Update Night is a fortnightly column in which Rich McCormick revisits games to find out whether they’ve been changed for better or worse.
I’ve got a robot chicken in the shed that parps out batteries. Do you want to have a look? No, seriously, she’s next to the electrical sheep, and she’s a proper money maker. Every day I teleport down to my little farm, collect all the wheat and cotton and kiwi fruits that have grown overnight, and fill my pockets with double-As.
The penguins at the spaceport pay loads for batteries, you see. They love electrical wool, too, but it’s the metal chicken that’s allowed me to give my bipedal mech a better drill arm, as well as giving me the funds to buy a few bars of tungsten and add another wing to my starship. A wing that I’m planning to fill with chickens, of course.
At launch, Starbound offered a huge web of possibilities, from humble farming to exploring the galaxy. In the two years since the 2D craft-’em-up’s official release – and a full five years after it first hit early access — developer Chucklefish has only added more, putting out three significant updates that have introduced beefy new features like the chance to terraform planets, to upgrade weapons, and — crucially — to go fishing.
The sheer amount of stuff you can do is staggering. It’s overwhelming at first, too.
In other craft-heavy games, I tend to set a specific item as a target, and build toward it, saving cash and hoarding materials in order to get there. I tried that with Starbound, but my plans to overhaul my starter mech and launch my own space station (both features introduced in the most recent 1.3 update) felt impossibly far off. I didn’t have the money I’d need to buy the requisite deeds, so I needed to build up a basic farm to kickstart some cash flow. I didn’t have the ore I’d need for parts, either, so I’d have to go spelunking to dig out copper, iron, tungsten, and the rest. I didn’t even have the fuel I needed to get myself out of the star system and into one with a wider array of metals for the taking, forcing me to hop around on airless moons, picking up gooey FTL fuel while being chased by a beak-mouthed space ghost.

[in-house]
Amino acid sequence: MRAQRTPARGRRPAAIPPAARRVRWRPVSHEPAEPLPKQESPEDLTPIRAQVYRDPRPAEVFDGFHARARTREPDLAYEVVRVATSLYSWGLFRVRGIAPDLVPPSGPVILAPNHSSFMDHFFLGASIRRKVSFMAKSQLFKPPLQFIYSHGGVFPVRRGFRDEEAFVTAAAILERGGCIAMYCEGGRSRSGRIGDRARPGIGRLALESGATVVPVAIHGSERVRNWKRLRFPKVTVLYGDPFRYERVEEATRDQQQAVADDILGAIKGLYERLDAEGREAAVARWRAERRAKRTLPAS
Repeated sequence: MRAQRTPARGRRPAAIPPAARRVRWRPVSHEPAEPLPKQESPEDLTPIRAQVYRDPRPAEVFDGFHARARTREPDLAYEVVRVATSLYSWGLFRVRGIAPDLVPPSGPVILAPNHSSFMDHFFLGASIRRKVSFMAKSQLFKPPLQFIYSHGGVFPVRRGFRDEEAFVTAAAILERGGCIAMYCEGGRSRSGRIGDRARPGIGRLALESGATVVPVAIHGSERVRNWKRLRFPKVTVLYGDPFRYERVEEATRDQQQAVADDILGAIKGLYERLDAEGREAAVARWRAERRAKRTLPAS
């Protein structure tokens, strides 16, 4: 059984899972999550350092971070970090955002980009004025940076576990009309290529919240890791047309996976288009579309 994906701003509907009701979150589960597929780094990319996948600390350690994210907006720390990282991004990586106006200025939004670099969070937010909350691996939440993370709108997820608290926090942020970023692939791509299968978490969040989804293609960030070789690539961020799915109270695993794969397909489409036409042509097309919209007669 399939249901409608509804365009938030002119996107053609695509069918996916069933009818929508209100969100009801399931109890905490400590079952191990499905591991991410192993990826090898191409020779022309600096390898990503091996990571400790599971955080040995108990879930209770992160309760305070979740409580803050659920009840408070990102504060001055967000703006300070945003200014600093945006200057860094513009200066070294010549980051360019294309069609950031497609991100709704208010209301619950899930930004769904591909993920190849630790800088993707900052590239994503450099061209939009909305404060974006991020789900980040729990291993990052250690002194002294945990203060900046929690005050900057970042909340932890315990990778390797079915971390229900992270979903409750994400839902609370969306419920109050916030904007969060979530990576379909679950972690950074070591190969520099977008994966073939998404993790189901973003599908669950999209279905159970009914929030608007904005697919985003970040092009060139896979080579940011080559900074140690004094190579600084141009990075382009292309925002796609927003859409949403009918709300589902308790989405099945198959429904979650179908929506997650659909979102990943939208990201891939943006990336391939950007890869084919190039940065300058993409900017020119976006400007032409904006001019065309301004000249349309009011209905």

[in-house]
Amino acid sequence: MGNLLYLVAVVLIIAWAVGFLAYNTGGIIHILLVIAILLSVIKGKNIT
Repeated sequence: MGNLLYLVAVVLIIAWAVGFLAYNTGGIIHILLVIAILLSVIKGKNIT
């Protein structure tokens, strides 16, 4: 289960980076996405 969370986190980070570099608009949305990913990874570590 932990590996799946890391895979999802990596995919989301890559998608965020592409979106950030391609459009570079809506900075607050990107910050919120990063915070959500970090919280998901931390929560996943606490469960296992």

This space ghost is a unique opponent, but most of Starbound’s worlds are infested with monsters. Some of these will wander, flap, or burble by without incident, but the majority of these critters will go straight for the player, their fangs, claws, or tentacles bared. Their erratic combat patterns can make exploration frustrating: combing a new world, it’s never quite clear whether that blue bird dog thing or that ball of flying fluff is going to object to your presence, and if so, how much of your health bar they’re going to chunk off with one attack.
Being forced to act as intergalactic game warden was by far my least favourite part of Starbound, and I kept finding ways to avoid combat. On desert worlds, I’d end up leading a trail of ornery wildlife, while on ocean worlds, I started swimming under islands just to avoid the menagerie of creatures that waited above, even though the slow pace of underwater made my journey twice as long as it should’ve been.